The saga of the South River, Atlanta’s “other” river, is fuIl of twists and turns. Born in the city streets near the state capitol and Zoo Atlanta, many of the river’s sources literally crawl underground through a combined sewage-stormwater system before the river emerges to flow southeast through DeKalb, Rockdale, and Newton Counties on its way into Lake Jackson. Despite its urban roots, the river’s shores are at times thickly wooded, even in its upper reaches. Plans are in place for improving the water quality by separating Atlanta’s sewage from run-off, at the same time that forested land adjoining the river is being acquired for preservation as public green space. Though for cleaner than it was in the early 1990s, South River kayaking is best enjoyed in the cooler months and not after heavy rains.
Get an Overview of the Altamaha River Watershed where South River is located.
USGS & County Maps for South River Kayaking
Redan, Conyers, Kelly town, Ola, Worthville (USGS); DeKalb, Rockdale, Henry, Newton (County)
South River Kayaking from Snapfinger Rd to Lake Jackson
Class: I-II (III); Length: 40.7 miles; Time: Up to 4 days; Gauge: Web, visual; Level: 400 cubic feet per second; Gradient: 4 feet per mile; Scenery: B- to C
Tree-lined and intimate, the northernmost stretches of the South River kayaking run through a narrow wooded valley, skirt some exposed bluffs, and wind along the base of several tall, gumdrop-shaped granite outcroppings that include Panola and Arabia Mountains. Evidence of habitation and development are common along the South River but somewhat surprisingly do not occur in sufficient concentration to spoil the wilderness beauty of the stream. The Arabia Mountain Heritage Area encompasses 2,000 acres of land at the top of this run, with plans to purchase additional acres to further preserve the river corridor.
The river starts this section of South River kayaking by cascading over Panola Shoals, an impressive granite rock outcropping slide topped by the GA 155 bridge. If you choose to run the slide on the left, first scout from the left bank to spot the unfortunately placed rebar near the end of the chute. Quickly settling down, the river stumbles playfully over sandbars and intermittent Class I+ shoals all the way to the Klondike Road bridge. Midway in this section is a low water bridge that can be dangerous at certain water levels. This first segment of South River kayaking can be plagued by deadfall which must be portaged around or dodged.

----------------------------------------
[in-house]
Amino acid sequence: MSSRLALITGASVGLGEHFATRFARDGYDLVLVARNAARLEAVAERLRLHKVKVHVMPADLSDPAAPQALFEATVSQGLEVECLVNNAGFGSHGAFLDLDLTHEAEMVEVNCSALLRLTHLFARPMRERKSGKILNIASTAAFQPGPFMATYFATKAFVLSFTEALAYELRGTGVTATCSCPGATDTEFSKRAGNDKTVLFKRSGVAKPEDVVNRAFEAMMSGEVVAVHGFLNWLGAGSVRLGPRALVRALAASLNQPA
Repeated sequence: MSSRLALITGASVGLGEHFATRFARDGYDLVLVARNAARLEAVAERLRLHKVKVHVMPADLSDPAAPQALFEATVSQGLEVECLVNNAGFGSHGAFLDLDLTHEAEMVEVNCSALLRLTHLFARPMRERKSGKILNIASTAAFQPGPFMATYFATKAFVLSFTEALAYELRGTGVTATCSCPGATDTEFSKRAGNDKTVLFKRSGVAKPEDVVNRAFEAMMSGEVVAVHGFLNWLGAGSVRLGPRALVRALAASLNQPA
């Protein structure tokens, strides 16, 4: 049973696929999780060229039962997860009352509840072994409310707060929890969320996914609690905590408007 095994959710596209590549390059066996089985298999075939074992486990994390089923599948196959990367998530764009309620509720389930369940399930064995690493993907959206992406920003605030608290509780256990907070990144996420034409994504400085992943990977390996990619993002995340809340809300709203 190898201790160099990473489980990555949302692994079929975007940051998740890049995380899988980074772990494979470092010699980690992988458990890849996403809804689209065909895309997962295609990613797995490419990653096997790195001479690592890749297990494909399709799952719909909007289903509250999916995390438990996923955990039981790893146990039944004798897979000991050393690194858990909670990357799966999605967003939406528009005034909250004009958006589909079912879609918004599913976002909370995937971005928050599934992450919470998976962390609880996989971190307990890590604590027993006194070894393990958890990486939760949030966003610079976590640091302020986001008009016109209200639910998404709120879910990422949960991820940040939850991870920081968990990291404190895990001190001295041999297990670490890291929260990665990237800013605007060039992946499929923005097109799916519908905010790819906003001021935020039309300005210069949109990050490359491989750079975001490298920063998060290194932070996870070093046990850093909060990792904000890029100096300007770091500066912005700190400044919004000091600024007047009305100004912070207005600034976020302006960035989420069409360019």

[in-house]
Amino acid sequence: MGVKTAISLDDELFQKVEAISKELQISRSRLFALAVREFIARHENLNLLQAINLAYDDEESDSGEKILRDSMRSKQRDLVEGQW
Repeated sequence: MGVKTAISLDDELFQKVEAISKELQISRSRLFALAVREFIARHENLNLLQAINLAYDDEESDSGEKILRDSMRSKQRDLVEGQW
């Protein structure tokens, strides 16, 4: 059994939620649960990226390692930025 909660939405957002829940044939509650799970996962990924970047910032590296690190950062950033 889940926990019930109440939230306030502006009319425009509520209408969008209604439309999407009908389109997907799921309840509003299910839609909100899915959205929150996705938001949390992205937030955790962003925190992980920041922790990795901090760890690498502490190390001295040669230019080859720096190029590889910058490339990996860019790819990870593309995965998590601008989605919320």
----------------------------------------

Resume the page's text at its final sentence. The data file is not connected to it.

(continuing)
One-half mile below Klondike Road the river doubles in width as it spills over Albert Shoals, a series of ledges requiring a Class III move that starts on the right and runs left to avoid the pour-over extending from the right side. Moderate flows are needed in order to cleanly run the jumble of rocks in the channel on the left. Albert Shoals is close enough to the bridge to allow park and play access.
Smaller rapids and short shoals, not exceeding Class II in difficulty, occur intermittently up to the vicinity of the GA 138 bridge. South River kayaking calms down after passing GA 138 as it weaves through a broadened valley lined with typical Piedmont bottomland forests. The 10 miles of river from GA 138 to GA 20 remains convoluted and serpentine and is frequently obstructed by deadfalls. Below the GA 20 bridge are the Class II Peach Stone Shoals; farther downstream the river passes through some marshy spots before reaching GA 81. The best access here is on river left below the bridge.
Immediately below GA 8 is Snapping Shoals Dam, a low head dam that should be portaged on the right. At moderate flows, Snapping Shoals provides several hundred yards of continuous Class I-II entertainment; the shoal’s difficulty increases at higher flows. Half a mile below GA 81 is an access point on river left where GA 212 nears the river. After this point, the current slows to a moderate to slow pace and becomes generally incapable of more than a good ripple. As the river approaches the lake, the floodplain becomes increasingly wet and swampy.
The Lake Jackson take-out is located on GA 36, north of the town of Jackson. All other access points intersect with GA 212, which is reached by continuing north on GA 36, turning left onto GA 162, and then left again onto GA 212.
The USGS Web site provides levels for the South River at Klondike Road. The minimum runnable level is 400 cfs; maximum is up to flood stage. A gauge is also located in the river at Butler Bridge Road.
This South River kayaking guide is adapted from Canoeing and Kayaking Georgia by Suzanne Welander and Bob Sehlinger and published here in cooperation with Menasha Ridge Press. Canoeing and Kayaking Georgia covers thousands of miles of Georgia waterways from whitewater to wilderness swamps and everything in between. It’s an indispensable guide to anyone interested in paddling Georgia’s rivers and streams. Order directly from Menasha Ridge Press. See a comprehensive list of other Menasha outdoor publications indexed by title, author, category, and region.